Doogie2k: Centre depth. Oh God, centre depth. While I said above that I think Quinney could potentially get the most out of these kids, until they actually do, I'm scared out of my damned mind for what could be. I know, the optimist in me is saying that I should just relax, wait for the real games to start, and see then whether face-offs and defensive prowess will be real problems, but twelve years of following the Oilers as my primary team, with the post-Patrick Roy Habs as my secondary team, has tought me the value of caution in my optimism.

The other thing that scares me is the backup goaltending. I went over it to some degree in the same article in which I protested the pre-emptive burial of Khabibulin, but I just don't have much faith in Jeff Drouin-Deslariers at this point. If he looks shaky while earning the first star at MSG, and only looks worse from there, how can I believe in him? Whether you think his problems are due to lack of talent, lack of proper development, or both, I have a hard time believing that he's anything more than a career backup and a stopgap until (hopefully) Devan Dubnyk develops. Whether you think Dubnyk will develop is another open question, but I think the fact that he still put up an okay SV% behind the AHL's worst team tells me that he is in no way a lost cause; unlike Deslauriers, he's had the benefit of a full-time minor-league team for most of his pro career. I don't know if he challenges for the backup job this year (I'd say not), but he's definitely a threat for 2010-11.

Lord Bob: Perversely, defense is also this team's greatest weakness. The team has a $22.9 million cap hit tied up on the blue line, mostly on big, long-term deals for Visnovsky, Souray, and Gilbert. Visnovsky is unlikely to outperform his $7 million salary, and Souray will be hard-pressed to beat his career year last season. Gilbert and Grebeshkov will cost a hearty $7.15 million for a second pairing, and most glaringly Steve Staios, our sixth-best defenseman, is down for an indefensible $2.7 million cap hit for another two years. Only Grebeshkov and to a lesser extent Smid have shown any signs of outperforming their deals and they're not signed long term. The players are fantastic, but the team would be better if we could shed Souray or Gilbert and add two to four quality players in their stead.

Bruce: Oilers continue to lack players at the prime of their career. They have two distinct groups, up-and-coming youngsters with 3 or fewer years of NHL experience, and 30-something vets with 8 or more years trying to survive the downslide of their careers. I believe only Ales Hemsky (6-year vet) falls in the happy medium between these extremes.

A similar scenario prevails between the pipes, where 36-year-old Nik Khabibulin is an injury risk with a couple of raw rooks (combined NHL experience: 10 GP) waiting in the wings. One of them, preferably JDD since he will get his at-bats first, needs to grab the opportunity and show that he can be relied on to provide adequate relief once a week or so, otherwise Khabibulin gets played into the ground with several possible bad outcomes.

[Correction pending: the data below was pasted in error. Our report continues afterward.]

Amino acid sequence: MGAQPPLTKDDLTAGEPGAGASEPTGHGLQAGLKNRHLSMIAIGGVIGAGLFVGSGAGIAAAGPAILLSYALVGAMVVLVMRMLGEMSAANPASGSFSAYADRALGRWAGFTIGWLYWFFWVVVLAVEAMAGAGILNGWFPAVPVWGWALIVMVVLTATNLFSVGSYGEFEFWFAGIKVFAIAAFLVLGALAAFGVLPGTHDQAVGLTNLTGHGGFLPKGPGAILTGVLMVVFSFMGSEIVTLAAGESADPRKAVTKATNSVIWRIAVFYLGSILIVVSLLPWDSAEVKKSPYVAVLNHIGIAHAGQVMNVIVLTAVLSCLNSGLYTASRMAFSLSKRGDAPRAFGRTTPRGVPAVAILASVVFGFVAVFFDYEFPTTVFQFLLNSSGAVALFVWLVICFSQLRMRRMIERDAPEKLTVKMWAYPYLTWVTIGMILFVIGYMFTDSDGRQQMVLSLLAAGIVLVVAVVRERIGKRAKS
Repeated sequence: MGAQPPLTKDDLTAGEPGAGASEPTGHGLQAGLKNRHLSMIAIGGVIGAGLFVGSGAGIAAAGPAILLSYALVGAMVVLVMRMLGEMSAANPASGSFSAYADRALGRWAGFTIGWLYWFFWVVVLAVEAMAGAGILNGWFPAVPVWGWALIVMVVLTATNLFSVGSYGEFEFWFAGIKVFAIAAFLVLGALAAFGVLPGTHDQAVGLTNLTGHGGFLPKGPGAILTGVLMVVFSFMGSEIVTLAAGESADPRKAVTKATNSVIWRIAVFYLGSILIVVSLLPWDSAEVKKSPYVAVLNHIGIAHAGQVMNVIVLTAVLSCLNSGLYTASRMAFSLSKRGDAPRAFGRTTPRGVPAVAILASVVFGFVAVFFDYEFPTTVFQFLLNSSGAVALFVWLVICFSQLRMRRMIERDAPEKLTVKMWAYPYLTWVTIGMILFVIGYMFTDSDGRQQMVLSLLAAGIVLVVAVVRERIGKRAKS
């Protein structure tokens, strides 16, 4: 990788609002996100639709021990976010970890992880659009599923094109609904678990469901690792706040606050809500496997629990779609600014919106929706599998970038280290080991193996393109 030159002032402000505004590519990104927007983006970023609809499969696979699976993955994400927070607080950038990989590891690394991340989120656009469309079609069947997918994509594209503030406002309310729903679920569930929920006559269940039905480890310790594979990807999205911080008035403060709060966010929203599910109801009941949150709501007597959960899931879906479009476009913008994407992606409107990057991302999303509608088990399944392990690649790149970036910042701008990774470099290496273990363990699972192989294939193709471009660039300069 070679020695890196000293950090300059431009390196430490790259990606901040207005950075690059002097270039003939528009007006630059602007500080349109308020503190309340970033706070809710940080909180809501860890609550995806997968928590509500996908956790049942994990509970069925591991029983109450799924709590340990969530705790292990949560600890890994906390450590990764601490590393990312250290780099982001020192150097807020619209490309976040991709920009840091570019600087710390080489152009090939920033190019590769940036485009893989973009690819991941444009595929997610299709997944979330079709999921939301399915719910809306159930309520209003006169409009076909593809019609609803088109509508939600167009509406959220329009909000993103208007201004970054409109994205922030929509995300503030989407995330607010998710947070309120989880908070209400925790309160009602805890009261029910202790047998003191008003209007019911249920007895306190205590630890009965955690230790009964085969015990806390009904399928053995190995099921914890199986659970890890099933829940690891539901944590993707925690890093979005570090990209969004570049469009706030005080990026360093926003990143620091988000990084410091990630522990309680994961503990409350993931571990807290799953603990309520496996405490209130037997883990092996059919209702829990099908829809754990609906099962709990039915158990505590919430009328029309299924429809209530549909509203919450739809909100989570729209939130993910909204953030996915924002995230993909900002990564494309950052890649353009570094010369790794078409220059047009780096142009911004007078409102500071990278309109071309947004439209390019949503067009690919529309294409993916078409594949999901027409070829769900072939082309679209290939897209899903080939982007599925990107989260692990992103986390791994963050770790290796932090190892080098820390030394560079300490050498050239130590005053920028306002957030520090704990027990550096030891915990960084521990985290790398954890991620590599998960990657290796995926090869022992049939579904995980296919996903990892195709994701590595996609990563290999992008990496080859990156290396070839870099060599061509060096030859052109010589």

Other potential Achilles heels include a lack of battle-hardened two-way forwards, lack of depth behind Horcoff in the faceoff circle, and the inevitable by-product of both those things, trouble on the penalty-killing unit. Team size, aggressiveness, and compete level also need to be upgraded in 2009-10.

Derek: Outside of Shawn Horcoff, this team lacks mountain climbers. Someone is going to have to take up the slack left behind when Kyle Brodziak was traded, and that amounts to 330 defensive zone faceoffs. It would be a major concern if the Oilers were a team driving the play and pushing the other team back, but the makeup of this team is such that they are going to be pushed back in a big way. Even with Brodziak, MacTavish had to kill Horcoff to save Cogliano and Gagner -- now that Brodziak is gone and an adequate replacement hasn't been signed, either Horcoff will only take defensive zone faceoffs or this team will have problems. Pisani is probably the only other forward on the team that can climb mountains - one train of thought is that Pouliot will be between Moreau and Pisani in a Reasoner-type role and that's not going to be enough. There could be some real trouble ahead for these boys, and Shawn Horcoff will need a full time medical staff to keep him together.

Jonathan: A lack of outscorers. The Oilers have a very nice defensive corps and a group of very experienced, very capable coaches coming in, but they're going to be hard-pressed to make this group of forwards make the playoffs. There are some nice pieces (Hemsky, Horcoff, Penner) up front, but the rest of the guys are either question marks because of age and inexperience (Gagner, O'Sullivan, Cogliano, Nilsson, Pouliot, Stortini) or age and injury concerns the last few years (Pisani, Moreau). Aside from that, I'd say Nikolai Khabibulin's lower-body. He's had a ton of injuries the last few years (averaging 17 games a year hurt) and if he goes down the Oilers are running with Deslauriers/Dubnyk.